First Aid Tips

first aid

I spent yesterday doing my first aid course. As a health professional, it is essential for me to refresh my first aid skills at least every three years, but to be honest knowing first aid is just as important in a makeup artistry role. Weddings are disaster magnets; and backstage nerves and theatre stunts are more likely to result in injuries than the average naturopathy consult. It’s important for everyone to know basic first aid, because no matter what your job role is, all of us are surrounded by people with medical conditions. Most of us drive. Many of us go bushwalking, play sport or go surfing. I myself have had to call an ambulance before for a stranger, and at least three of my close family members have had to perform CPR in life-threatening situations. It could definitely happen to you.

The info contained in this post is by no means a replacement for undertaking formal first aid training. If you have never done first aid before, I highly recommend completing a course. If you have done first aid before but it’s been a while, these little tips may help to refresh your memory. These points are based on Australian first aid recommendations, which vary as new statistics and research become available.

Here’s a little summary of some interesting and important points I picked up from my trainer yesterday:

Current Australian CPR guidelines are 30 compressions (at a rate of 2/second) to 2 breaths.

  • Always follow DRSABCD no matter what the situation is (you might not get to the last few points). Danger| Response | Send for help | Airway | Breathing | Circulation | Defibrillation
  • When checking for a response, kick the side of the foot, not the bottom. This way the vibrations won’t travel up the spine.
  • While an adult’s airway is open when the head is tilted far back, an infant’s airway is open when the head is in neutral (tilting a baby’s head back closes the airway).

Make sure your children and grandchildren know their address! Many 000 calls from children become complicated because they don’t know where they are.

  • Download the free app Emergency+ which has all the emergency services numbers and also tell you your exact location by latitude and longitude. This means that if ever you are in a situation where ambulance officers are unable to access you, they can send medication or a defibrillator via a drone.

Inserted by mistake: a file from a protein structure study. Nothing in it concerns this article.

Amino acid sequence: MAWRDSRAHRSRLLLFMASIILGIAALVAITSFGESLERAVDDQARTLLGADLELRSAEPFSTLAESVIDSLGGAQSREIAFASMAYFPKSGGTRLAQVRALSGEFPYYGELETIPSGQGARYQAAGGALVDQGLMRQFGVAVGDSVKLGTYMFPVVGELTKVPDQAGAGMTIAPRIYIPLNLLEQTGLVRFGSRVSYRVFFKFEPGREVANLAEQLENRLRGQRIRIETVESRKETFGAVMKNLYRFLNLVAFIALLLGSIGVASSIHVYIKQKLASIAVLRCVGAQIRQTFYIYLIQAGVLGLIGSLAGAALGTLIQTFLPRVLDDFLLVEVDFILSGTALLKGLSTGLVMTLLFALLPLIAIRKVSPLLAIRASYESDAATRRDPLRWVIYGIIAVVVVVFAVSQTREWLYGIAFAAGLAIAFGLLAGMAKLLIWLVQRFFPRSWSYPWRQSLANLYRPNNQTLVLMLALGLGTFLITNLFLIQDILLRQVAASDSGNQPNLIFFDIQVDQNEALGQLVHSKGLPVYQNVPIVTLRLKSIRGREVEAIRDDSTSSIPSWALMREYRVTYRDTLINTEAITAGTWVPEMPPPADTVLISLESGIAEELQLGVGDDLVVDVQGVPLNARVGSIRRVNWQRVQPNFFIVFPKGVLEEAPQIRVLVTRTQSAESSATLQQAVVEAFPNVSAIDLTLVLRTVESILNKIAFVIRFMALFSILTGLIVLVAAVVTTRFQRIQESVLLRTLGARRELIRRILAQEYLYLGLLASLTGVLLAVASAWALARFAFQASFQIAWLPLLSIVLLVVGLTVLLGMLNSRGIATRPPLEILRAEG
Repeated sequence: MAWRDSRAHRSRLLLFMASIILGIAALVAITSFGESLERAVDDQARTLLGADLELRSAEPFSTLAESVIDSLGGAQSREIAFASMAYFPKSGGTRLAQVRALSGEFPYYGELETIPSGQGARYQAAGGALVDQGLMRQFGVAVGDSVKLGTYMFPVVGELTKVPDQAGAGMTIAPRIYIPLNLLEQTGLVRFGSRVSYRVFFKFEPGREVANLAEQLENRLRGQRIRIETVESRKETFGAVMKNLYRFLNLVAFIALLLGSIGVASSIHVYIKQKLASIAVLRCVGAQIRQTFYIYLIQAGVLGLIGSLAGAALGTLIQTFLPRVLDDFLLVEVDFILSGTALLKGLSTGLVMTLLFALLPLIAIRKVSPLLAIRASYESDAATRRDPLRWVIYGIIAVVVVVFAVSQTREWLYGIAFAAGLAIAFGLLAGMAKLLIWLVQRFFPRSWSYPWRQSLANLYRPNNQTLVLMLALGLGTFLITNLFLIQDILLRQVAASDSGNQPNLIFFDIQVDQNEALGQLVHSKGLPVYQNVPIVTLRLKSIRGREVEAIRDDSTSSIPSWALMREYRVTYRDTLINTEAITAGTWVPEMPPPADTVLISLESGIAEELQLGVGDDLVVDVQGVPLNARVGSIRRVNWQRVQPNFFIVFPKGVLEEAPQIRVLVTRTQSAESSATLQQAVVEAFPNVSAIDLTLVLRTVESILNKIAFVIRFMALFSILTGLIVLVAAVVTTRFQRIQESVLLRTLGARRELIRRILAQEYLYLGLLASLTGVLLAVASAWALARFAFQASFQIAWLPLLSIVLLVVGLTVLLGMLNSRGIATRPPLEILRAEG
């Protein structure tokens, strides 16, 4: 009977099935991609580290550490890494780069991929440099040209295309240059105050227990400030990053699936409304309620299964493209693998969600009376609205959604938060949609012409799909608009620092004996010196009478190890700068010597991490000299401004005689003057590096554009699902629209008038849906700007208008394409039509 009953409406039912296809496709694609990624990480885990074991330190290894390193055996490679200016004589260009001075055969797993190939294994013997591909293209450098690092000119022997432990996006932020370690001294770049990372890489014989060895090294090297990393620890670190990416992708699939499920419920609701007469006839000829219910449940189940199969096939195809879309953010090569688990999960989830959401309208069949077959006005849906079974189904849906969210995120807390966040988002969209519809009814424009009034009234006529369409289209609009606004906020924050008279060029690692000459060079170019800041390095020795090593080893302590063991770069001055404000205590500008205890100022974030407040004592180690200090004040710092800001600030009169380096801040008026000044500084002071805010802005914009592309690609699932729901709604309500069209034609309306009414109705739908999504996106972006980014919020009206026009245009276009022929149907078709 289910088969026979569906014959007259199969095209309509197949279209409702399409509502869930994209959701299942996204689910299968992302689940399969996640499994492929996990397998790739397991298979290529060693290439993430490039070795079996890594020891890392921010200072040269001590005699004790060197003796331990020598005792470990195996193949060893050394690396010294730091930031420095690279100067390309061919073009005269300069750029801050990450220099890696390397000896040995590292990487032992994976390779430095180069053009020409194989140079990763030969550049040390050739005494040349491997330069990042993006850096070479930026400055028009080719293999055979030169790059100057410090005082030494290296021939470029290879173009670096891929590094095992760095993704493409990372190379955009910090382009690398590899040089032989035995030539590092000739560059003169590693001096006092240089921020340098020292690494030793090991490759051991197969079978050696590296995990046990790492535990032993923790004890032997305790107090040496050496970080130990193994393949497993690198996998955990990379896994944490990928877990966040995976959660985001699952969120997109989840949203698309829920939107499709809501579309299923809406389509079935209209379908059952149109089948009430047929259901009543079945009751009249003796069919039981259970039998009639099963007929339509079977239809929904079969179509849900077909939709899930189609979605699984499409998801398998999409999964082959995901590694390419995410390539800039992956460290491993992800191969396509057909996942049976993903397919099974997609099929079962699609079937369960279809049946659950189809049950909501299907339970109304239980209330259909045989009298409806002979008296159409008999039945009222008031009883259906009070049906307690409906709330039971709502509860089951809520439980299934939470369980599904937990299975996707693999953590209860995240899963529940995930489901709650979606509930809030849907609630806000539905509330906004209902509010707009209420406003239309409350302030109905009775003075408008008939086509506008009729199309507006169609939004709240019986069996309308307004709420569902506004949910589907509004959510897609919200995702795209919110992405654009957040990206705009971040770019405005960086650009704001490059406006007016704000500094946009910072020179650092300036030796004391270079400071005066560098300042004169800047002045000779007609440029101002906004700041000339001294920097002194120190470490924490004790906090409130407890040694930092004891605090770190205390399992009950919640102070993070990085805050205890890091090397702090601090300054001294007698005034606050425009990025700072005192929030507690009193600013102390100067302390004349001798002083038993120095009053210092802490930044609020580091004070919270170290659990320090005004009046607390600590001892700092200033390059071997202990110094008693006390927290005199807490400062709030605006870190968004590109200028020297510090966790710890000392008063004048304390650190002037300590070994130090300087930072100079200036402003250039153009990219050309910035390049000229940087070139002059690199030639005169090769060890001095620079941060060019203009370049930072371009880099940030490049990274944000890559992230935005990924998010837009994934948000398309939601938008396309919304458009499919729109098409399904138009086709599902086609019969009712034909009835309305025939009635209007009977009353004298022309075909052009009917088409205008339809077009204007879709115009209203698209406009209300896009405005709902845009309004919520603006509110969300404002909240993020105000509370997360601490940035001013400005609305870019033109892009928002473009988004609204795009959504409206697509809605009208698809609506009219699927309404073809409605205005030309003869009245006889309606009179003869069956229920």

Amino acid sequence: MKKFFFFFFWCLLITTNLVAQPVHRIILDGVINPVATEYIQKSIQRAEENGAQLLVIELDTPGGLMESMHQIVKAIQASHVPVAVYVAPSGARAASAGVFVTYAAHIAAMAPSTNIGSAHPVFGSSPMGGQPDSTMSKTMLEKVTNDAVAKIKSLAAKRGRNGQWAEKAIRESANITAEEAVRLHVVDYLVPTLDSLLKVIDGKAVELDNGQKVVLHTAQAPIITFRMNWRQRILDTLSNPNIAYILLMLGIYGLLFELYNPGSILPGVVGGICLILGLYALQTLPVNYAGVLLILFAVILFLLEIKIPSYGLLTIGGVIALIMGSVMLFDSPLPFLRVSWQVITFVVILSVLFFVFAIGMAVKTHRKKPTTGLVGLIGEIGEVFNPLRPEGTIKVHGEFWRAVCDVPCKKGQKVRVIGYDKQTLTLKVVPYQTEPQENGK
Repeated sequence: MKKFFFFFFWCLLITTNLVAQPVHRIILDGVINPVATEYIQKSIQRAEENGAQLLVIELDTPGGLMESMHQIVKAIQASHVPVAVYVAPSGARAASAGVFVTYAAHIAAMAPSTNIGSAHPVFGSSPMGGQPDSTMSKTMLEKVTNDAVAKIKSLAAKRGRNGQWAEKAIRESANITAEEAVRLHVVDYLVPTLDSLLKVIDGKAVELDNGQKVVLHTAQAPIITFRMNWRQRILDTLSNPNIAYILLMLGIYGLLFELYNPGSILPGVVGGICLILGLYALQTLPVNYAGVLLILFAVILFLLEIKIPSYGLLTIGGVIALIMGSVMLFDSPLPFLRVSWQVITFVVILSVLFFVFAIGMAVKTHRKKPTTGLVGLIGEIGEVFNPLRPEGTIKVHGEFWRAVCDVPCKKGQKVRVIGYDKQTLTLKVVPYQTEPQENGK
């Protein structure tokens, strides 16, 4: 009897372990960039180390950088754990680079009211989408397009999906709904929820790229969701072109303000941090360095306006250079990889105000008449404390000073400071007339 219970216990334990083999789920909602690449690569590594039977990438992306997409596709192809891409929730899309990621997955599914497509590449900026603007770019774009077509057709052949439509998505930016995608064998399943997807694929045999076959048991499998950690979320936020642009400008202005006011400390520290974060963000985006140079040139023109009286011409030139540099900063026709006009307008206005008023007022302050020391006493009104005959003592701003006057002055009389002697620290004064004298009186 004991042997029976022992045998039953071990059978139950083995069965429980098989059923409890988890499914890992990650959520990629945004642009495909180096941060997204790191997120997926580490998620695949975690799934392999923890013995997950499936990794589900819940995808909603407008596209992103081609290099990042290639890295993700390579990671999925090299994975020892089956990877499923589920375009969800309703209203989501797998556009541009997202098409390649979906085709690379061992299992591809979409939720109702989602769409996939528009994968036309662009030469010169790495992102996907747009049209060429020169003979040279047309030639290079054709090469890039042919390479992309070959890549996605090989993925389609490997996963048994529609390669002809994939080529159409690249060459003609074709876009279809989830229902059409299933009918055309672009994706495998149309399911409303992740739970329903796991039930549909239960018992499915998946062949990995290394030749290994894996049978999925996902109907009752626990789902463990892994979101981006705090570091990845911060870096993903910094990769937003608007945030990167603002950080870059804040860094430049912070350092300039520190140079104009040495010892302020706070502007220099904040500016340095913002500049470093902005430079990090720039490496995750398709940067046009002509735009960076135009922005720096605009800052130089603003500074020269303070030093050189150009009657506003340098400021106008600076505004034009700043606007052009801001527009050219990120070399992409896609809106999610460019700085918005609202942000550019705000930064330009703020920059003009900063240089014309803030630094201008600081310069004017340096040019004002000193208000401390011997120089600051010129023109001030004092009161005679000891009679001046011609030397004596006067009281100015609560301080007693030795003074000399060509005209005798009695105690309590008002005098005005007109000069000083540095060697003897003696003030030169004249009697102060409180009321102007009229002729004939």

• The purpose of CPR is to keep the brain cells oxygenated and alive. It only take 3-5 minutes without oxygen for the brain cells to start dying.
  • Using a spacer with a ventolin inhaler has been proven to make the medication 6 times more effective. The medication has an affinity for oxygen, so when it is sprayed into a spacer it attaches to oxygen in the air and is more easily inhaled into the lungs. When it is sprayed directly into the mouth it attaches to oxygen in the saliva and also sticks to the surfaces of the mouth meaning a large amount is ingested rather than entering the lungs.
  • When someone is choking, the Heimlich maneuver (as demonstrated in Mrs Doubtfire) is not recommended as the force can rupture internal organs such as the spleen, intestines or liver. What is recommended is to give five very hard blows between the shoulder blades with an open hand, while getting the person to hold onto the back of a chair so they don’t fall on their face. If that doesn’t work you may need to give five hard chest thrusts  which can be done against the wall if they are conscious, or on the floor if they are not.
  • When performing first aid on a stranger, wear your sunglasses to protect your eyes from any fluids they may spit or vomit up.
  • If assisting someone who has been in a motorbike accident, leave their helmet on to protect the spine, unless breathing has stopped in which case you have to take it off (carefully) to do CPR.
  • A cardigan, newspaper or towel can work as an improvised neck brace.

Circulation and breathing are always the priority. It is important to preserve the spine, but if the person stops breathing and you can’t do CPR without moving them, in that case it would be better to move them, taking what precautions you can.

  • Bleeding becomes a major priority only when the person is breathing normally or is losing a large amount of blood. In some cases bleeding has to be quickly controlled before CPR can commence to ensure you are not pumping blood out of the body.
  • Snake venom travels via the lymphatic system, not the blood vessels. The lymph moves only when the skeletal muscles are moved which is why immobilising the affected area and using a compression bandage can minimise the systemic spread of the venom.
  • When in an emergency situation where you have decided to drive to the hospital, if possible, always get someone else to drive while you monitor the patient. Even if it’s just a total random or a next door neighbour you’ve never spoken to, most people will not refuse and it could prevent you having an accident on the way to the hospital. In many cases it is better to call an ambulance.
  • Soft tissue injuries like strains and sprains are still best managed by RICE: Rest, Ice, Compression, Elevation. Most people (boys!!) fail on the first point: rest! It’s important.
  • If someone has had an injury or episode where you suspect surgery may be required, consider not giving too much fluid or food by mouth as anaethetists usually wait 4 hours from the last meal before putting someone under for surgery.
  • Free counselling is available for first aiders or bystanders who are traumatised after an incident.
  • Always use your best judgement, ask consent (when the patient is conscious), remember that doing something is better than nothing and always call 000.

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